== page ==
According to the 2013 Mergermarket Deal Drivers Africa review, it reported that a total of 115 deals with 26.6 billion dollars were taking place in the first three quarters across Africa.
“It’s certainly looking positive for the African region. Eighty per cent of the respondents surveyed in this report think that Mergers and Acquisitions will (M&A) increase over the next 12 months,” Mergermarket financial journalist Vinjeru Mkandawire told CNBC Africa.
“There’s certainly a lot of interest from multinationals looking to expand their operations in the region, and we’re seeing the rise of domestic and local players looking to grow regionally through M&A as well.”
Mergers and acquisition areas of interest include energy, mining and the utilities sector.
These specific sectors are however known to be particularly volatile. The energy sector in particular is not stable in a number of African countries, and this could be a deterrent for more M&A activity on the continent.
“According to our data, these seem to be stumbling blocks at the moment for investors but this is set to continue on in 2014. The continent is becoming a lot more diversified. We’re seeing the rise in some of the consumer sectors as well as TMT. The largest deal in the region this year was from the Technology, Media and Telecoms sector and we’ve seen quite a few private equity consumer deals as well.”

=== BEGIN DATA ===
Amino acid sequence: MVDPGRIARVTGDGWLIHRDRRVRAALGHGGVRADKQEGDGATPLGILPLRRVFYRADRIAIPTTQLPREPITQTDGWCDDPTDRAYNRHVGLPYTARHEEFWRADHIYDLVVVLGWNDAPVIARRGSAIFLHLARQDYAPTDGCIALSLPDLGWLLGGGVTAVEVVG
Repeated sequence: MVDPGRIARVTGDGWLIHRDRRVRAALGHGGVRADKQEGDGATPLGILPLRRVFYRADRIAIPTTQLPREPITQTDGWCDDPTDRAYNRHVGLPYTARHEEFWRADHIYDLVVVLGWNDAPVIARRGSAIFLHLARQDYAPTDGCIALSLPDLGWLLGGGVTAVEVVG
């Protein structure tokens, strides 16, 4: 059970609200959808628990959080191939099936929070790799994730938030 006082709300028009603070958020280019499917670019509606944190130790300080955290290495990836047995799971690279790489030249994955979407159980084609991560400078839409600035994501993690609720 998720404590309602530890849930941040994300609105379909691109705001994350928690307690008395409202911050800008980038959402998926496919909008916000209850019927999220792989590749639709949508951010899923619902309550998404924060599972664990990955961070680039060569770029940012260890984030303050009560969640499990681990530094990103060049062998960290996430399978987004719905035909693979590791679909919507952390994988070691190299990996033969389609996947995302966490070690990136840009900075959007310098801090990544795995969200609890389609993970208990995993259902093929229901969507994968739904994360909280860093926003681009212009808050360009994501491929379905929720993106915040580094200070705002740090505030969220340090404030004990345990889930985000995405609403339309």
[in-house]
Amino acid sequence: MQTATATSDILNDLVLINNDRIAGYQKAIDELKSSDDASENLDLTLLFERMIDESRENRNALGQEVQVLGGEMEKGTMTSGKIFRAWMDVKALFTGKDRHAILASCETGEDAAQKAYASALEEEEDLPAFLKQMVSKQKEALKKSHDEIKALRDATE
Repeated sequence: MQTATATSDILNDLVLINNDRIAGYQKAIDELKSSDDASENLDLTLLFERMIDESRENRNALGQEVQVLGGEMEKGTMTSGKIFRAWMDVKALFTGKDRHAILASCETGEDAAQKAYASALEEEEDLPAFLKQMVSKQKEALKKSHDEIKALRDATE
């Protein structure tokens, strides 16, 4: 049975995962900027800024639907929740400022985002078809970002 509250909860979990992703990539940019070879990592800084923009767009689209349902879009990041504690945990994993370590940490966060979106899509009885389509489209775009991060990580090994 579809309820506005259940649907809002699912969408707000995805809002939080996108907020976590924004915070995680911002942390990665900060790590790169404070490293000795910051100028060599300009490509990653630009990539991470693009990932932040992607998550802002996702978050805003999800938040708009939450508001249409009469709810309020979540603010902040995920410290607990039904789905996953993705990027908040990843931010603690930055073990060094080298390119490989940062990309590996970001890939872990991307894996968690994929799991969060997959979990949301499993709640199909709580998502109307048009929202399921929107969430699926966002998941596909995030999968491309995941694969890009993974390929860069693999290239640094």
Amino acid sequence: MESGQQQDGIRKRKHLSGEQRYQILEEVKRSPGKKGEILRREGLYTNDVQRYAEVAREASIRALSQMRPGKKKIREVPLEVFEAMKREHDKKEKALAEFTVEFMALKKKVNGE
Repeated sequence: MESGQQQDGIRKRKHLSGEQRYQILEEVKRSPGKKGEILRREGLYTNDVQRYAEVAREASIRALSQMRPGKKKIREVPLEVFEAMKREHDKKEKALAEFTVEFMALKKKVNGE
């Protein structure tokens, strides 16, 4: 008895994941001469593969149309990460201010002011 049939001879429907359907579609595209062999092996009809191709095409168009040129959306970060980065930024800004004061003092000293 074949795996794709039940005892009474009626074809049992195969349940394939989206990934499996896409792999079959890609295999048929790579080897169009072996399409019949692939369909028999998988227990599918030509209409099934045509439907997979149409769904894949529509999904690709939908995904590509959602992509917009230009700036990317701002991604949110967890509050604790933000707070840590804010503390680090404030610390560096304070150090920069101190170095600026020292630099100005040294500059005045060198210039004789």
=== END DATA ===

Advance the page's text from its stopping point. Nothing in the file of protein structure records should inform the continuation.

Technology, Media and Telecoms (TMT) and the developments in technology have not always been Africa’s stronghold, but investors are looking at the more untapped sectors in the region.
“Especially with TMT, you’re looking at larger inbound deals, for instance with the Maroc Telecom deal [where you have] middle eastern investors as well as investors in western Europe,” Mkandawire explained.
“Even within the mining, energy and utility sector, we’re still seeing a bit of activity over there particularly from some of the larger Asian economies such as China and India.”
While mergers and acquisitions are positive for the continent, Africans still to protect their resources and skills, as well as channel them towards the development of the continent.
“Within the energy, mining and utility sector, we will see a lot of increased partnerships between local firms and multinational players. We are seeing local firms increasing their share of activity and cross-border inbound activity is actually being dominated by some of the African firms,” said Mkandawire.
“We’re seeing corporates with a lot of cash to spend in the region and this will continue to drive partnerships between local and international firms.”